The sooner MPS I is diagnosed, the earlier it can be managed

A child with Mucopolysaccharidosis (MPS) type I

Early diagnosis is important. The earlier MPS I is diagnosed, the sooner the disease management can begin. Your doctor might not initially suspect that you or your loved one has MPS I. This may be because some of the early signs and symptoms associated with MPS I look like other illnesses. As MPS I is rare, it is also possible that not all doctors have experience with it. Unfortunately, some patients may have seen several specialists before a diagnosis of MPS I is made.

To confirm a diagnosis, you, your child, or someone you care about may have undergone:

Enzyme testing

Enzyme testing:

Those with MPS I will have lower or absent levels of alpha-L-iduronidase (IDUA) enzyme activity in their blood or skin cells, which a doctor can detect using an enzyme test. Enzyme testing can confirm the MPS I diagnosis.

DNA testing

DNA testing:

The alterations to the IDUA gene that cause MPS I can be detected via a DNA test. DNA testing can confirm the MPS I diagnosis.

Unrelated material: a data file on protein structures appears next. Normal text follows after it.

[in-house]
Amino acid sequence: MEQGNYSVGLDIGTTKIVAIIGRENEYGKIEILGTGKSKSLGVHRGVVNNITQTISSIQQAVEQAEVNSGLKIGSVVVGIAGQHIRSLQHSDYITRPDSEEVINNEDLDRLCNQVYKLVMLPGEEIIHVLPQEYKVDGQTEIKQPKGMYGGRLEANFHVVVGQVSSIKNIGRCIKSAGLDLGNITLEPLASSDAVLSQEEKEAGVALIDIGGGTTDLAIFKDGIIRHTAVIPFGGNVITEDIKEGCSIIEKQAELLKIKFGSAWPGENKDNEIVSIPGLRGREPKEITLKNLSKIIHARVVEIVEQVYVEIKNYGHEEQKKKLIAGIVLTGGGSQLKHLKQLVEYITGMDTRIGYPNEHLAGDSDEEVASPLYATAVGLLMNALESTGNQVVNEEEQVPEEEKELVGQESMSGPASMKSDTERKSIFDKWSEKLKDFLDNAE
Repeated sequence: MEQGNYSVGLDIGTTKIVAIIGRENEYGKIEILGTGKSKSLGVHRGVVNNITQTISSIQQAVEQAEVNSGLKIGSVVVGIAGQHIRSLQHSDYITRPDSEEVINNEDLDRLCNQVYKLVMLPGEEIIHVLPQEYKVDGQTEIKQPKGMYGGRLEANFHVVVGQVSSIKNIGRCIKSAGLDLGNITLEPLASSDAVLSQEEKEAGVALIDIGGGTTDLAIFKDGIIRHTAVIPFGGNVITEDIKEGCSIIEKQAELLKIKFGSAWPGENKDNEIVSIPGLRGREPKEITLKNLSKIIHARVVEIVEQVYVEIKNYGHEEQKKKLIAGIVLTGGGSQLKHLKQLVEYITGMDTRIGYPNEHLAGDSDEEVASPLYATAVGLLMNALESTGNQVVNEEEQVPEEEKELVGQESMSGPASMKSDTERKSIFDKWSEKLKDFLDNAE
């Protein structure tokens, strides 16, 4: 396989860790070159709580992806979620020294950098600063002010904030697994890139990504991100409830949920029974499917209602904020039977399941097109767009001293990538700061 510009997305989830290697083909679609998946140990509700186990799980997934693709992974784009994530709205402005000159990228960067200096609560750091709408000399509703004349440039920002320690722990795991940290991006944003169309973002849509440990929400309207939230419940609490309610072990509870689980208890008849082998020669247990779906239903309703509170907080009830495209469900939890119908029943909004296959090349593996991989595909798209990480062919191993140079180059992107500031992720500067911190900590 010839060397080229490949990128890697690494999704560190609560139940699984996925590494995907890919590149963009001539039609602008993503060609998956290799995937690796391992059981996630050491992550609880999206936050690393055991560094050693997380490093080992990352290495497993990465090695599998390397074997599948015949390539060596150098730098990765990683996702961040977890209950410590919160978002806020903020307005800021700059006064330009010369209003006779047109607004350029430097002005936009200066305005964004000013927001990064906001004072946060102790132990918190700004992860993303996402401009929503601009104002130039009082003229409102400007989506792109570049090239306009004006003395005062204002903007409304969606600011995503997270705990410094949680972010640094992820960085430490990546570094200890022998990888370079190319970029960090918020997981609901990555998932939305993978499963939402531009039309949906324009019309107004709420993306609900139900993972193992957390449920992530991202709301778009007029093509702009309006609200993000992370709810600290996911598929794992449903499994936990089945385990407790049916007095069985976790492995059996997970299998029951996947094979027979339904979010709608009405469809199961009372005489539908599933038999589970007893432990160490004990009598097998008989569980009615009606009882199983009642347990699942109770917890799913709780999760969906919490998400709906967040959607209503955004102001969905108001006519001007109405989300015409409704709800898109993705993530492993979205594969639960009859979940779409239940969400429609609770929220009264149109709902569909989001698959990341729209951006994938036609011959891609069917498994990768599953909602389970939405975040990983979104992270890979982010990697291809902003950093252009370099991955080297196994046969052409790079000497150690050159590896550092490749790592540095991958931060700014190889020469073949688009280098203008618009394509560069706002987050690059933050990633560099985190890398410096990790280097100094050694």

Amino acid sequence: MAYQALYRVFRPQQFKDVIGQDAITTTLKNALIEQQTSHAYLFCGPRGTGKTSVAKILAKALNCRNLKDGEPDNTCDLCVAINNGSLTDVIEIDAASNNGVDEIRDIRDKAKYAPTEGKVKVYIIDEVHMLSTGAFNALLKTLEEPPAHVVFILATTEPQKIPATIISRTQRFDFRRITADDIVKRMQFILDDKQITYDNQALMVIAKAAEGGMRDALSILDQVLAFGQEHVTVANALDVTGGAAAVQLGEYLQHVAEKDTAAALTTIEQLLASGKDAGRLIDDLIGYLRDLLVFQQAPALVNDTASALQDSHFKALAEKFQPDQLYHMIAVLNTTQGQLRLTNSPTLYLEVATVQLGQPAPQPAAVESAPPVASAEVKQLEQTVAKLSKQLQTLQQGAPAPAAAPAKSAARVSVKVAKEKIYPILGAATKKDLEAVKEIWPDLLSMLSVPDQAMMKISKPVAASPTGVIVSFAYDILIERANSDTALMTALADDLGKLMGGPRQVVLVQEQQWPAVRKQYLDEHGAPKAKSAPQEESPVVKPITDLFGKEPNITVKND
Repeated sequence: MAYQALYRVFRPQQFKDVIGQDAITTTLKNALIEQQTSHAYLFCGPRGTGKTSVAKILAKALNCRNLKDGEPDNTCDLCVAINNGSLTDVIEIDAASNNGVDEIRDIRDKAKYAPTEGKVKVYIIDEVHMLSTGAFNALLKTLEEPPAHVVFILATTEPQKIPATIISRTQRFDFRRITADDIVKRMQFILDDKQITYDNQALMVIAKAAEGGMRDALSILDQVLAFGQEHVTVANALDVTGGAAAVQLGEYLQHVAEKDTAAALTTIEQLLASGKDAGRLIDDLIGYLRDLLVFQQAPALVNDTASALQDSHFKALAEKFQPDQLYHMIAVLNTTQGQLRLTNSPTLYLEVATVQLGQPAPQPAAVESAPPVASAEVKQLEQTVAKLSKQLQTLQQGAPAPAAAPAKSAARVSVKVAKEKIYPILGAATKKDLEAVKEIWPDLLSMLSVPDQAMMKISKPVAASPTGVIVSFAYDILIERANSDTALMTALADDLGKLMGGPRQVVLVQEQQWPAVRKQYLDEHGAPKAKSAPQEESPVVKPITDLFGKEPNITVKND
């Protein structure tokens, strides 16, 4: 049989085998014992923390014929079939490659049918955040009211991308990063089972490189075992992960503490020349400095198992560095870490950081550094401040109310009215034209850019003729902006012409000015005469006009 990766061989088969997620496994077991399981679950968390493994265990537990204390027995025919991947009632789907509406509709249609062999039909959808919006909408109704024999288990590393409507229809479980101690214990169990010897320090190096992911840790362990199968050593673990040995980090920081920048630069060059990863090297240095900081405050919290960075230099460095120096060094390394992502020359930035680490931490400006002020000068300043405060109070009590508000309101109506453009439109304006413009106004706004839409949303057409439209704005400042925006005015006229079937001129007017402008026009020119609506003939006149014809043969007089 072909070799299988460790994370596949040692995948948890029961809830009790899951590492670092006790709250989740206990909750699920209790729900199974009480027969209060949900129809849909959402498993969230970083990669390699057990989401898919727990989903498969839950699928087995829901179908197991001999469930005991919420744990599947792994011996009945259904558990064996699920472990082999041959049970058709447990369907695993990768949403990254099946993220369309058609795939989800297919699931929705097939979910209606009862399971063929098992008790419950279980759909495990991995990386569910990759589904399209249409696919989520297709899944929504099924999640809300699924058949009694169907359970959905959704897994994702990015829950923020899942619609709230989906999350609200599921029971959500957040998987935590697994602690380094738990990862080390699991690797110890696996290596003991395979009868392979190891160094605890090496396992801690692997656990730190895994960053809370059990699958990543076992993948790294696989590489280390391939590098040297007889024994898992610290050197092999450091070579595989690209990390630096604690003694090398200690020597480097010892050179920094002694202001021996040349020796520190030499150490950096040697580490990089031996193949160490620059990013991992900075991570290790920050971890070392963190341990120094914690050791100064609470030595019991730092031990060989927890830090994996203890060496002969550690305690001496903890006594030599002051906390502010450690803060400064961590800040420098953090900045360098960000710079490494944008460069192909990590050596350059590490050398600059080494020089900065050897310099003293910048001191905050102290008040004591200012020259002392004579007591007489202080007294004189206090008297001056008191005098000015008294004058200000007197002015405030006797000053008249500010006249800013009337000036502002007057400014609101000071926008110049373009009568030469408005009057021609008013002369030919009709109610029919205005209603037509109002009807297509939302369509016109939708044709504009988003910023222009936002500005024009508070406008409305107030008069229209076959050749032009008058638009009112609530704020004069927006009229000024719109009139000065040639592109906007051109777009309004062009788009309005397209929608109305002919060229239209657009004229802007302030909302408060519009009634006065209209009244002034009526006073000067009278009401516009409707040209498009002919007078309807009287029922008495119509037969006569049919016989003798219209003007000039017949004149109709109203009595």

Urine testing

Urine testing:

Most individuals with MPS I have GAG levels in their urine that are higher than normal. Urinary GAG testing can be a helpful assessment for MPS I diagnosis and monitoring.

Look out for your loved ones

  • Genetic counseling can help you better understand the inheritance of MPS I. A genetic counselor can give you advice on who out of your family is at risk of having or being a carrier for MPS I, and whether the wider family needs to be told. They can help you and your family to make informed medical and personal decisions based on the risks.
  • Family screening can help your family members quickly find out if they have, or are a carrier for, MPS I.

GAG, glycosaminoglycan; IDUA, α-L-iduronidase; MPS I, mucopolysaccharidosis type I.